By Alyssa Weston
At Youngstown State University, many upperclassmen prepare for graduation in the spring semester and as the chapter closes for these students, upperclassmen recall their freshman year and offer advice to first year students.
Katelyn Desko, a senior communication major on the persuasion track, recommended that freshman students take 15 credit hours a semester and summer classes to graduate on a four-year track.
Gavin Nicol, a junior marketing major, said he wished he knew how easy it was to get a minor.
“I thought that getting a minor was a lot more extensive and required way more work, but turns out, it doesn’t really take too much extra time or money,” Nicol said.
Abby Mowery, a senior early childhood education and early childhood intervention specialist major, said she wished she knew how to have a balanced schedule.
“Get a head start on those more challenging courses and don’t wait to take them all at the end, because it’ll be so stressful and overwhelming,” she said.
Mowery said there is significance in having a balanced schedule to not lose motivation and there is importance in meeting with an academic advisor every semester to stay on track.
Maura Bianco, a senior chemical engineering major, said getting involved in on-campus activities was easier than she anticipated in her first year.
“When I was a freshman, I didn’t really try to get involved in a lot of things. I didn’t really know what was here and there’s so many different clubs that I didn’t even know I would be interested in,” Bianco said.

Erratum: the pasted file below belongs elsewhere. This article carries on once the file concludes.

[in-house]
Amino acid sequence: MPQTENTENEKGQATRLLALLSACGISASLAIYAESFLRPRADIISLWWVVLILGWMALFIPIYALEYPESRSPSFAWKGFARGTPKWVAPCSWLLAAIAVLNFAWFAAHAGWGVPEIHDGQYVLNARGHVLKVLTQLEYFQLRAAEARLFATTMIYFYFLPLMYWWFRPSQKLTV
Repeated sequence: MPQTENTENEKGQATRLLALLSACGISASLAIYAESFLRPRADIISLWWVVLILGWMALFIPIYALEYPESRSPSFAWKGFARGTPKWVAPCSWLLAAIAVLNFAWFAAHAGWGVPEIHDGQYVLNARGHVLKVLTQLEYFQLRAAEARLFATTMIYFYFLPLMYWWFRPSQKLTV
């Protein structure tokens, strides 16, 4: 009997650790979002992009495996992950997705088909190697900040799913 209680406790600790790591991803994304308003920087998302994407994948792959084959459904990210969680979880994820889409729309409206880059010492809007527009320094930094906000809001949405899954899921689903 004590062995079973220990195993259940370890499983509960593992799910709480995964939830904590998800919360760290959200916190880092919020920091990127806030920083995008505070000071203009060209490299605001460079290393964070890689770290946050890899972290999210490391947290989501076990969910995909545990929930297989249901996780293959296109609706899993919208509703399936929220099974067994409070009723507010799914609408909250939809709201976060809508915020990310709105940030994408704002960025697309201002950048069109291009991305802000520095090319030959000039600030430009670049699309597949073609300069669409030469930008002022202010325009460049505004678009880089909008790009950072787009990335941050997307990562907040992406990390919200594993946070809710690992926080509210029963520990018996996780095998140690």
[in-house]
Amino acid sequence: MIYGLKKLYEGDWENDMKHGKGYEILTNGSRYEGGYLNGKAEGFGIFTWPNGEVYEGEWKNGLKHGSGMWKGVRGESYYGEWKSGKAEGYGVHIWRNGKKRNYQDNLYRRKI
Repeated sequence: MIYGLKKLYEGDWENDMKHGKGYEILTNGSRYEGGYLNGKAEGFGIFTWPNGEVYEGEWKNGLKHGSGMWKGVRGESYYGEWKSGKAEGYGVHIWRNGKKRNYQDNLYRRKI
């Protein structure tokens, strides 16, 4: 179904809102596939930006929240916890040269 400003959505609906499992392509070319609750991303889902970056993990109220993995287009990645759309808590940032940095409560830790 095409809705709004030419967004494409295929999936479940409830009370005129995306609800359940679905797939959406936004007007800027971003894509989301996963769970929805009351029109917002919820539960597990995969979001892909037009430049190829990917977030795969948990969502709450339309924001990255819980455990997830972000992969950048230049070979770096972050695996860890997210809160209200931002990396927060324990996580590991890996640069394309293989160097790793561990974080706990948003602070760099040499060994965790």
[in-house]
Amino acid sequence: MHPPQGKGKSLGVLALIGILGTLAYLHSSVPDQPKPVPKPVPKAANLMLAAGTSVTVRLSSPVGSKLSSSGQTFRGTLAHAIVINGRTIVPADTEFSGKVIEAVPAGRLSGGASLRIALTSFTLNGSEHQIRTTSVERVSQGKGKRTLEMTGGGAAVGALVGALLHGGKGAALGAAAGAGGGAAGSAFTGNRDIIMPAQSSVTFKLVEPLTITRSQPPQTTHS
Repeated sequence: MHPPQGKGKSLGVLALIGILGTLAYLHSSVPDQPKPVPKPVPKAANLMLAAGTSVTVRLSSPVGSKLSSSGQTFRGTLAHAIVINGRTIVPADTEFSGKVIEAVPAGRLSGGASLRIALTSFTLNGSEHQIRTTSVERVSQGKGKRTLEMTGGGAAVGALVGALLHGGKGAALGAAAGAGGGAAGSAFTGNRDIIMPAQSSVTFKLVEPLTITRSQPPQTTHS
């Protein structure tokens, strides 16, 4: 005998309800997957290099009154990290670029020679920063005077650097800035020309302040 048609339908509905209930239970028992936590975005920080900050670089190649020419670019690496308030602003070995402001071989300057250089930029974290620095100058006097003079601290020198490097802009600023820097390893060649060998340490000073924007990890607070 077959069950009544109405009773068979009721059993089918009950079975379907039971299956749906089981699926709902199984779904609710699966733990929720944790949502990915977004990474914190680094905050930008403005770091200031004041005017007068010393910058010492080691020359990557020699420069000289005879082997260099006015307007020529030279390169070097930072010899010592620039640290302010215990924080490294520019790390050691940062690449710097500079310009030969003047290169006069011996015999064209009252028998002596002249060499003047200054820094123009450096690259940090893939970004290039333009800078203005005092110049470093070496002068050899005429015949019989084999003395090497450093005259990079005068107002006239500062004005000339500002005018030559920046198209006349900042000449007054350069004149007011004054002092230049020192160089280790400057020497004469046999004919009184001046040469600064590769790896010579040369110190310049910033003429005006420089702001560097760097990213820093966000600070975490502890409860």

Mackenzie Scrocco, a junior mechanical engineering major, said freshmen should live on campus.
“I would say that living on campus is a really good idea for first-year students because you get to make friendships that you never would’ve made otherwise, and if you have free time it is really easy to spend time with people in your major or year,” Scrocco said.
Deborah Cunningham, a part-time instructor in women and gender studies, shared her advice to first-year students.
“Truly engage in and enjoy all of the classes that you take regardless of whether you think they are for your major or not. One of the best opportunities that you have in college is the opportunity to open your mind and be exposed to different views,” Cunningham said.